US vaping illnesses top 1,000; death count is up to 18

Vaping Illnesses
Vaping Illnesses  

NEW YORK (AP) - The number of vaping-related illnesses has surpassed 1,000, and there's no sign the outbreak is fading, U.S. health officials said Thursday.

Doctors say the illnesses, which first appeared in March, resemble an inhalation injury. Symptoms include severe, shortness of breath, fatigue, and chest pain. Most who got sick said they vaped products containing THC, the marijuana ingredient that causes a high, but some said they vaped only nicotine.

The Centers for Disease Control and Prevention said 1,080 confirmed and probable cases have been reported in 48 states and one U.S. territory as of Tuesday afternoon. The count includes 18 deaths in 15 states.

More than a third of patients are under age 21, but the deaths have been older adults who apparently had more difficulty recovering.

Recently, 275 cases have been added to the tally each week, and about half of the newest batch were people hospitalized in the last two weeks.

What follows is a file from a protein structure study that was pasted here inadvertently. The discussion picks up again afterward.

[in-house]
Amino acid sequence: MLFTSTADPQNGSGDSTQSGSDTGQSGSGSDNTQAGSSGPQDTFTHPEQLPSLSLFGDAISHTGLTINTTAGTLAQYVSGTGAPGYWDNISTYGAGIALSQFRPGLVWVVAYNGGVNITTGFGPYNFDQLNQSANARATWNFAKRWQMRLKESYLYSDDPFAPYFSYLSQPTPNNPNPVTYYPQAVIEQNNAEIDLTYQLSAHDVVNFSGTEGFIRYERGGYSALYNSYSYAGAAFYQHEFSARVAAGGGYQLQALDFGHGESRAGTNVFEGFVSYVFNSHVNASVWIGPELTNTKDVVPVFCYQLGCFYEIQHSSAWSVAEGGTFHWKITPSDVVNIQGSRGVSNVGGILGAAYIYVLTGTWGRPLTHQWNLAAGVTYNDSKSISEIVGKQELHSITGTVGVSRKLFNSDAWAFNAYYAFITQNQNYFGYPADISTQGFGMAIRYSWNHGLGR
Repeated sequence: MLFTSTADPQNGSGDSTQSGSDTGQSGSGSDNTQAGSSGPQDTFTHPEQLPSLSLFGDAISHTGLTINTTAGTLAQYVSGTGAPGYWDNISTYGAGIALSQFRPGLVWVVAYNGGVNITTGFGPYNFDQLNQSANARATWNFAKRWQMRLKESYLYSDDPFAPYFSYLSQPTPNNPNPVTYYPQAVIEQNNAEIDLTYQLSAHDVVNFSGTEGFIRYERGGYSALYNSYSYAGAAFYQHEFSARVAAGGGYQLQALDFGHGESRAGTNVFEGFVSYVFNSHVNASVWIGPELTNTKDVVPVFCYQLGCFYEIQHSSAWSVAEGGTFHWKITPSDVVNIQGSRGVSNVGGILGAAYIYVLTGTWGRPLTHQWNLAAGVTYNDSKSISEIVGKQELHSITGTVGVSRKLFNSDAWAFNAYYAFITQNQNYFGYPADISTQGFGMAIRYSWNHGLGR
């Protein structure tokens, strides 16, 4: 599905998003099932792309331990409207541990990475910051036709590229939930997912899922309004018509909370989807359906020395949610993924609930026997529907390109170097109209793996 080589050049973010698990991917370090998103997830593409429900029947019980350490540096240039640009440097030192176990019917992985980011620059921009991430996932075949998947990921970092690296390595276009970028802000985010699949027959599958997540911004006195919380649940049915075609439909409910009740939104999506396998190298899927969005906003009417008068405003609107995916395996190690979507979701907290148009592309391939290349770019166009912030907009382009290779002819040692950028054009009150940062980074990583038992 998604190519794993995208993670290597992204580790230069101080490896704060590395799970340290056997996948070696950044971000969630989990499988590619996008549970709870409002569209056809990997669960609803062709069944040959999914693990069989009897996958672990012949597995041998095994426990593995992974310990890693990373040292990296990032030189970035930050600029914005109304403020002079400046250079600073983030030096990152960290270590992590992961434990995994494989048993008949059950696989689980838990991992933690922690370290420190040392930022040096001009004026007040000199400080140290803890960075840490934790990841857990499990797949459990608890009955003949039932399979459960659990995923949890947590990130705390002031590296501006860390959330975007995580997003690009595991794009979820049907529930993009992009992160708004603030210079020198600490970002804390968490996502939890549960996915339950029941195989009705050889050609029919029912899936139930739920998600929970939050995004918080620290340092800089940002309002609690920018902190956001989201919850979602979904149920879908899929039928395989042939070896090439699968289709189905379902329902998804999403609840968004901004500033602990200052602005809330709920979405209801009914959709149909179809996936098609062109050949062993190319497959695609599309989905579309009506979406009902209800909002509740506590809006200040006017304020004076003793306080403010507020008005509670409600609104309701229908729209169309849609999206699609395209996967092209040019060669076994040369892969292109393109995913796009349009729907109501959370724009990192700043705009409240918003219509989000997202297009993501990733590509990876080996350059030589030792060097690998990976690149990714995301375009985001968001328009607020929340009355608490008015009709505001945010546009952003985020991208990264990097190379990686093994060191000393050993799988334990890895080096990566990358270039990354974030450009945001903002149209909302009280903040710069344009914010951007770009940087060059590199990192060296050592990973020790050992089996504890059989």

"Unfortunately, the outbreak ... is continuing at a brisk pace" and there's no sign of it slowing, the CDC's Dr. Anne Schuchat said in a Thursday call with reporters.

The Food and Drug Administration is analyzing products from 18 states, but neither that agency nor the CDC has pinpointed an electronic cigarette, vaping device, liquid or ingredient as the root cause.

The investigation has increasingly focused on THC vaping products. But until a cause is found, the CDC continues to advise Americans to refrain from using any vaping products.

Complicating the investigation are apparently conflicting medical reports about what's been seen in the lungs of different patients. Some doctors suggested patients' lungs are being clogged and inflamed by oils from vaping liquids, but a report published this week by the New England Journal of Medicine pointed to the kind of chemical burns that might come from poisonous gases.

"There may be a lot of different nasty things in e-cigarette or vaping products, and they may cause different harms in the lung," Schuchat said. "We hope over the months ahead that we'll learn more about the spectrum of lung conditions that these exposures are having."

Only Alaska and New Hampshire have not reported any illnesses.


The Associated Press Health and Science Department receives support from the Howard Hughes Medical Institute's Department of Science Education. The AP is solely responsible for all content.


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